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Author: Andrew Nauenburg

Hooked on a Feeling

Mary is a well known pediatric physician with three young kids. She used to be burdened by gripping guilt – a built both at the office where her colleagues worked 70 hours a week while she was only putting in 50 and at home where she was always distracted and too exhausted to spend any meaningful time with her kids and husband. 

A heavy whisper inside her head plagued her – it constantly pressured her to be a better employee or her career was destined to fail. Medical school, sacrificing sleep, all that debt. Everything. For nothing. 

While another voice screamed that she had to be a better mother.

She wanted nothing more than for at least one of these voices to disappear. Unfortunately, neither did. And they only got louder.

Because she was consumed with these voices and perpetually distracted, she missed new opportunities at work and while at home, she buried her head in her laptop.

Hooked on a feeling

Mary is smart. She’s successful. But she’s stuck – hooked on negative feelings, thoughts, and emotions – controlled by the chaos inside her head. She knew she couldn’t go on like this. 

Fish on the line

She took the first step by recognizing you’ve been hooked. You can’t control everything. But you can control how you process and react to those voices that haunt your head. But by accepting it, you can respond appropriately – by being mindful and breathing through the experience, thoughts, and emotions. 

Show yourself some compassion

Accept the situation then act based on your values. Mary loved her job and healing people. She also loved her family. Those were the two main values in her life. By not compromising her values, she was able to actually use them to maneuver difficult situations. Like finally getting home for dinner and being undistracted. And also, not sacrificing her work. She just made sure she worked when she was at work and was focused on family when they needed her. 

Be confident knowing your struggle isn’t unique to you. Many others are battling the same thing. 

Identify your values. Use them to guide your reaction to those voices. Get unhooked.


Empathy is particularly important today as a component of leadership for (at least) three reasons – increasing use of teams, the rapid rate of globalization, and a vital need to retain talent. But empathy doesn’t mean all that “mushy” “I’m okay, you’re ok” type of stuff. Leaders don’t need to adopt other people’s feelings as your own to please everyone. That’s not possible.

BUT, it does mean carefully considering every employees’ feelings (and a few other factors) in the process of making intelligent decisions. Empathy helps to attract and develop top talent. It’s also vitally necessary in keeping top talent.

Coaching and mentoring plays a key role in the development of empathy. Coaching and mentoring increase job performance and job satisfaction. And decreases turnover.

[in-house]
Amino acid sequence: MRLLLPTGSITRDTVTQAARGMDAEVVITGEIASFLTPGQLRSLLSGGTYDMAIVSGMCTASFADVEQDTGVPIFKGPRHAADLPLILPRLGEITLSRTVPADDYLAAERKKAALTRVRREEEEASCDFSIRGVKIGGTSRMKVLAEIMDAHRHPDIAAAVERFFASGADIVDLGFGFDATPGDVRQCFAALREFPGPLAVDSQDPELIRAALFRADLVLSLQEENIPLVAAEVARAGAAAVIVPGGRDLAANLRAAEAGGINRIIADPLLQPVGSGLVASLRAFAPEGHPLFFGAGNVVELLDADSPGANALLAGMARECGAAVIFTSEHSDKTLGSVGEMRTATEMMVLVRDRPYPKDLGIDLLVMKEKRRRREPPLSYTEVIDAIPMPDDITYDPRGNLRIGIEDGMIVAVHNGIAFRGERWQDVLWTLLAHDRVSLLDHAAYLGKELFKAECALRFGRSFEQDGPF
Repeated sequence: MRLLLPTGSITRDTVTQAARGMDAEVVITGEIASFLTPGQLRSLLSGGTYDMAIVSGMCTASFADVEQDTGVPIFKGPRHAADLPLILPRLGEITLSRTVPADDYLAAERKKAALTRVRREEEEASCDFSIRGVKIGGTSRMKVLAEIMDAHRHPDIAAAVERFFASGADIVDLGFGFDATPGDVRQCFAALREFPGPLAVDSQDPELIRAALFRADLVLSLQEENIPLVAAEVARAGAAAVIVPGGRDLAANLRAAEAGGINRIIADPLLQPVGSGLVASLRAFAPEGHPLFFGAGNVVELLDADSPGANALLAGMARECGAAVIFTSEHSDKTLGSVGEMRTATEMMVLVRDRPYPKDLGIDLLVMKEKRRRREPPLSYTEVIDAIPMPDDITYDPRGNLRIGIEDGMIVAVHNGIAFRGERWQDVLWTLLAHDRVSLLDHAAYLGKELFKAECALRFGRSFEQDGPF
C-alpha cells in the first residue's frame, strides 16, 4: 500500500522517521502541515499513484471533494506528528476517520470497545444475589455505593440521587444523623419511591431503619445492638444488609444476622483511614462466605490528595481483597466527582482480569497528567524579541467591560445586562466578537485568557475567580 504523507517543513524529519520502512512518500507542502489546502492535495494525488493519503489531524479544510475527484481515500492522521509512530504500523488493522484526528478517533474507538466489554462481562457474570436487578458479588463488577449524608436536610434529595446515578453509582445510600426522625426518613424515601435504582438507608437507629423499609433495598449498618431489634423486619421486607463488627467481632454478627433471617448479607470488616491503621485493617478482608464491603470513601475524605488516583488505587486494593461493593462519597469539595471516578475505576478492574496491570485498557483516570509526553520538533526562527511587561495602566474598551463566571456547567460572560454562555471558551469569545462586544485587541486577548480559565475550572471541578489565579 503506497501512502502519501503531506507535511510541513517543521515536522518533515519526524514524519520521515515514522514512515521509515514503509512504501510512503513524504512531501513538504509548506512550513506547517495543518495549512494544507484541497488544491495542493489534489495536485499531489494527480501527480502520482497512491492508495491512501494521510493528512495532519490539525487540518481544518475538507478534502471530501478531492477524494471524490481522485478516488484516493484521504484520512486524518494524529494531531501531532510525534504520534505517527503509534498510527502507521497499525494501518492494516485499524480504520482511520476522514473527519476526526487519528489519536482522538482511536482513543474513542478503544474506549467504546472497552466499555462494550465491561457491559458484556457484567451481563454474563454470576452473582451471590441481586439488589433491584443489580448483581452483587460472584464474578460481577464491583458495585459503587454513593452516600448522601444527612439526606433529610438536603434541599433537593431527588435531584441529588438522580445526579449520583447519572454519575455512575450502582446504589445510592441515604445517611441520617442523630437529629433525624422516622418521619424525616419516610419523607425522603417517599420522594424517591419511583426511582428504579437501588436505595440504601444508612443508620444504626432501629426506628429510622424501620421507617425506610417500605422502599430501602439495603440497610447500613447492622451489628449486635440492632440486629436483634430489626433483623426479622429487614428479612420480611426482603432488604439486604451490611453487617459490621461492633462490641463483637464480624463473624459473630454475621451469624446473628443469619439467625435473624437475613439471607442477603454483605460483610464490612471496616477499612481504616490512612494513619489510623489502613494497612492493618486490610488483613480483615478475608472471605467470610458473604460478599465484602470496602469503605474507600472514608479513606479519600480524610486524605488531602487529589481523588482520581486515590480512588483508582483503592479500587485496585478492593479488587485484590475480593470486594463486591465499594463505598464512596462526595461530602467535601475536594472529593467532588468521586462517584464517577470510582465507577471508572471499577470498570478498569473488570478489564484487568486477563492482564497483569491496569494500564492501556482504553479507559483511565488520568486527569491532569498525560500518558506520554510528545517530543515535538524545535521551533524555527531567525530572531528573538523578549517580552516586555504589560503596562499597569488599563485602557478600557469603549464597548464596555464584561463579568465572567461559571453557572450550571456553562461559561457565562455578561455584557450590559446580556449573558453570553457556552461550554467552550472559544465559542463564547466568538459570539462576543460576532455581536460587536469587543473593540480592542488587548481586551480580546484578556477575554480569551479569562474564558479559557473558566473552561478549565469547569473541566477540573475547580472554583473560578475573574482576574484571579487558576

Empathy matters. But only when taken seriously and used intelligently.

Feedback and Fear

Half of those in leadership don’t ask for feedback because they expect the worst – arguments, impossible demands, termination, etc.

Because they are fearful, people avoid feedback and continue to make assumptions about what employees and bosses think.

Help yourself and help your company by encouraging healthy dialogue around performance and expectations.

Reflections From a Mortician

Don’t let Death Guide You, Life Should Show You the Way

I used to be a mortician. My time inside a funeral home helping families at a period in their life riddled with grief was some of the most rewarding and educational experiences of my life. Not a day goes by that I don’t miss the work – even as I’m enthralled with my current situation – having a freaking blast helping people launch successful businesses and with taking early-stage brands and ramping them up to market.

But that doesn’t mean I let myself off the hook – I’m aware and full of gratitude daily for my time as a funeral director. It provided endless perspective and forced me to find the space to see how many people died with big and heavy regrets.

Oddly enough, those regrets have been the fuel keeping my creative entrepreneurial fire sparked.


It’s such a cliche, the ‘ol idea of people spouting off regrets while lying in their deathbed but those moments in a dying person’s life can and should be used as a teaching tool.

The regrets are typically stuff that they didn’t do, not the stuff they did do.

Many of us walk through life not paying attention to all the opportunity that presents each day.

Let the life you’re living now show you the way. If you want to write that book, write the damn book. If you want to start that business, start the damn business. Do it now when you have plenty of time to take the feedback the world provides and make necessary adjustments on your way to success.

Just don’t wait.

Needs vs Wants

Technology has made so much about our lives easier. But it’s also made things difficult. In particular, it’s hurt our children’s ability to differentiate between needs and wants.